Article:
lobelia (Lobelia Erinus)
- (Lobelia spp.)
are hardy and tender, annuals and perennials that grow wild in various parts of the Northern and Southern
Hemispheres. There are over 200 species, but comparatively few are grown in the
garden. Those mainly grown range in size from the dwarf, compact annuals, which only grow a few inches
high, to the perennials, which grow 3 feet or more high.
The popular Lobelias that are used for summer
bedding, have been raised from L. Erinus, a blue-flowered variety.
Lobelia Erinus was introduced to Europe and America more than 200 years ago from the region around the Cape of Good
Hope. The original wild forms of lobelia have been bred to bloom more
profusely. The wild plant is straggling and grows about 6 inches high, but the varieties raised are compact and flower profusely in shades of
blue, white, purple and crimson with white eyes. Even though they are
perennials, they are grown as annuals.
Perennial Lobelias are upright, thick stemmed plants. They produce rich green or crimson foliage and large
flowers, usually bright scarlet, although there are now many varieties in pink and mauve hues and some have blue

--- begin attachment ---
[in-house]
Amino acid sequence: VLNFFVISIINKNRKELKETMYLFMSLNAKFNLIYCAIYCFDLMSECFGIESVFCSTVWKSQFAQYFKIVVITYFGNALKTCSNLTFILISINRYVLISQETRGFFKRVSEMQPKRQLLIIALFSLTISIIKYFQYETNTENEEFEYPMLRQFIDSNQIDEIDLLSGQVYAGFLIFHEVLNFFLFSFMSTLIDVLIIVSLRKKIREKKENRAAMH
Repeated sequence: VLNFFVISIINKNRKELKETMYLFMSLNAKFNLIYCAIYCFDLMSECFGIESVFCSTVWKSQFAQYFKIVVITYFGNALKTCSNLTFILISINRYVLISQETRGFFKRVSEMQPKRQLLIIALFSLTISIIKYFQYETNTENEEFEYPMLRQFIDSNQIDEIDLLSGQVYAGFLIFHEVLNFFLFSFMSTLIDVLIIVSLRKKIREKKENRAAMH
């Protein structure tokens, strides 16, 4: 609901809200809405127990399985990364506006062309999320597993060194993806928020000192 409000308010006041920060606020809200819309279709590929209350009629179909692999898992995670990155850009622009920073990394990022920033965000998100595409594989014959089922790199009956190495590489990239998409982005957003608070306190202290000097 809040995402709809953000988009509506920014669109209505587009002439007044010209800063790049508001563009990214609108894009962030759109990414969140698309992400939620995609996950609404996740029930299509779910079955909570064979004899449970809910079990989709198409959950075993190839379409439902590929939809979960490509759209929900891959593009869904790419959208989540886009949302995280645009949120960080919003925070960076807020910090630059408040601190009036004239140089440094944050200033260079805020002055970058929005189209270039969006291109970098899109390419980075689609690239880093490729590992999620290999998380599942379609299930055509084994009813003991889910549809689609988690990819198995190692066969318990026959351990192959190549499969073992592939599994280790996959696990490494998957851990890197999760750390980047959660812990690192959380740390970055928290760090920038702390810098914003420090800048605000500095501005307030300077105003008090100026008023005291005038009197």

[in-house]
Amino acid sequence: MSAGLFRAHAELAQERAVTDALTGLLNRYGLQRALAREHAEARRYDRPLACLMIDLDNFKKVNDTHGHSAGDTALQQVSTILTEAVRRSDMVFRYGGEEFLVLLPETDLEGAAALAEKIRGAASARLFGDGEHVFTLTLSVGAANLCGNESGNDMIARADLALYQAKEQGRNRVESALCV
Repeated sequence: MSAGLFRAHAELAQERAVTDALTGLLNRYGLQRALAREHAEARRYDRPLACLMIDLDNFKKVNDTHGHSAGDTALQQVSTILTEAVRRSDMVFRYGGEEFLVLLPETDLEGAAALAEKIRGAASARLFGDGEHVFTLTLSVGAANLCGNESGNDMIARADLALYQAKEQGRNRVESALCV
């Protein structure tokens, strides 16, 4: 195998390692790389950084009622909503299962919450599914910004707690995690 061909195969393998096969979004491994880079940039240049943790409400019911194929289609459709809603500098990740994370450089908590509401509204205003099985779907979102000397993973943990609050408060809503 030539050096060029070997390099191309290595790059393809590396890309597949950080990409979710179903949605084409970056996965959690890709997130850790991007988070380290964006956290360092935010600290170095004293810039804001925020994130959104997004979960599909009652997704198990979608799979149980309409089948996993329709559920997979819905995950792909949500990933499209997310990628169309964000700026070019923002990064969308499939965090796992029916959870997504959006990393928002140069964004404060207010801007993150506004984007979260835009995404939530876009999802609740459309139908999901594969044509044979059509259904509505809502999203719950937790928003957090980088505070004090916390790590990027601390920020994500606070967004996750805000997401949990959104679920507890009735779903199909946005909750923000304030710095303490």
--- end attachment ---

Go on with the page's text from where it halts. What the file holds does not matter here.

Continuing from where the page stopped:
flowers. These plants come from North America.
Native North American
species, often cultivated as ornamentals, include the only red lobelia, the cardinal flower
(L. cardinalis), which is becoming rare; the blue lobelia (L.
syphilitica), used by Native Americans for the treatment of syphilis; and Indian tobacco
(L. inflata), named for its odor.
The origin of the name, Lobelia
cardinalis, was named after the Belgian botanist, Mathias de
L’Obel who died in London in 1616. He often used a “latinized” form of his name
Lobelius. The name cardinalis was inspired by the color of the robes of the Roman Catholic
Lobelia cardinalis was first found by explorers in Canada who sent the plant to France in the
mid-1620’s. English botanist John Parkins wrote “the rich crimson cardinal
flower… it groweth neere the river in Canada, where the French plantation in America is
seated” from then on Lobelia cardinalis was known as the cardinal
The dried leaves and stems of Indian tobacco
(L. inflata) and sometimes of other species furnish medicinal lobelia, the source of
lobeline, which is used as a respiratory stimulant but is poisonous in overdose as are the
It is widely stated that
the alkaloid lobeline, is similar to nicotine in its effect on the body. Like
nicotine, it stimulates nerves in the central nervous system. In fact, lobeline has been used as a nicotine substitute in many
anti-smoking products and preparations designed to break the smoking
habit. In 1993, however, the U.S. Food and Drug Administration (FDA) prohibited the sale of
lobeline-containing smoking products because, according to the FDA
report, they lacked effectiveness in helping people quit or reduce
smoking.Ôhis belief appears to be a type of urban legend.